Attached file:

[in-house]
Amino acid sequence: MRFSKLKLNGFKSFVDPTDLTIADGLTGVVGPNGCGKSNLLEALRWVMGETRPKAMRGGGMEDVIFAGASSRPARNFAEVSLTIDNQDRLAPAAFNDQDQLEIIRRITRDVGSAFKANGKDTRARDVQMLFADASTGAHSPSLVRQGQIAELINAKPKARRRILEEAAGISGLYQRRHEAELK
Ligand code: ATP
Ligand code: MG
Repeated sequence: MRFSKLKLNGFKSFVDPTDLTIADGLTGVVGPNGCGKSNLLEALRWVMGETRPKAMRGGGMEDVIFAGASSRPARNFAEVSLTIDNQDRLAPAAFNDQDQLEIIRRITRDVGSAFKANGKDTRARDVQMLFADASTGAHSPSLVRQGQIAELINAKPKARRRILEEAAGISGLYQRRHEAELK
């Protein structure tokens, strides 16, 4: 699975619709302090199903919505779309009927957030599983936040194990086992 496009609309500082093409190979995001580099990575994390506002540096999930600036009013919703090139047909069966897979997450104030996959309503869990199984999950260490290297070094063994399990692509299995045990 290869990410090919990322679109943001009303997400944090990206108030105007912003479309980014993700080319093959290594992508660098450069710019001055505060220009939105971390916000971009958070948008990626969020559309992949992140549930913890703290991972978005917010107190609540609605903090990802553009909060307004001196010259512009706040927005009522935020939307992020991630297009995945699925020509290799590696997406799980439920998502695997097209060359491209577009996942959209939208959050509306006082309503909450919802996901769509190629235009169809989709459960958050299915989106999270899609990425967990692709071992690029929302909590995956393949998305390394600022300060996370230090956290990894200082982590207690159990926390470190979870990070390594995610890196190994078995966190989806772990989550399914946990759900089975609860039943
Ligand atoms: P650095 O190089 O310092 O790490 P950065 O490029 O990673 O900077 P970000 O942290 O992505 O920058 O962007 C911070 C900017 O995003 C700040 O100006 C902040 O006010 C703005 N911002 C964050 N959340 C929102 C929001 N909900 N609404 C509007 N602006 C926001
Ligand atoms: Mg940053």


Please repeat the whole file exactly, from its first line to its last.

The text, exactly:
[in-house]
Amino acid sequence: MRFSKLKLNGFKSFVDPTDLTIADGLTGVVGPNGCGKSNLLEALRWVMGETRPKAMRGGGMEDVIFAGASSRPARNFAEVSLTIDNQDRLAPAAFNDQDQLEIIRRITRDVGSAFKANGKDTRARDVQMLFADASTGAHSPSLVRQGQIAELINAKPKARRRILEEAAGISGLYQRRHEAELK
Ligand code: ATP
Ligand code: MG
Repeated sequence: MRFSKLKLNGFKSFVDPTDLTIADGLTGVVGPNGCGKSNLLEALRWVMGETRPKAMRGGGMEDVIFAGASSRPARNFAEVSLTIDNQDRLAPAAFNDQDQLEIIRRITRDVGSAFKANGKDTRARDVQMLFADASTGAHSPSLVRQGQIAELINAKPKARRRILEEAAGISGLYQRRHEAELK
């Protein structure tokens, strides 16, 4: 699975619709302090199903919505779309009927957030599983936040194990086992 496009609309500082093409190979995001580099990575994390506002540096999930600036009013919703090139047909069966897979997450104030996959309503869990199984999950260490290297070094063994399990692509299995045990 290869990410090919990322679109943001009303997400944090990206108030105007912003479309980014993700080319093959290594992508660098450069710019001055505060220009939105971390916000971009958070948008990626969020559309992949992140549930913890703290991972978005917010107190609540609605903090990802553009909060307004001196010259512009706040927005009522935020939307992020991630297009995945699925020509290799590696997406799980439920998502695997097209060359491209577009996942959209939208959050509306006082309503909450919802996901769509190629235009169809989709459960958050299915989106999270899609990425967990692709071992690029929302909590995956393949998305390394600022300060996370230090956290990894200082982590207690159990926390470190979870990070390594995610890196190994078995966190989806772990989550399914946990759900089975609860039943
Ligand atoms: P650095 O190089 O310092 O790490 P950065 O490029 O990673 O900077 P970000 O942290 O992505 O920058 O962007 C911070 C900017 O995003 C700040 O100006 C902040 O006010 C703005 N911002 C964050 N959340 C929102 C929001 N909900 N609404 C509007 N602006 C926001
Ligand atoms: Mg940053």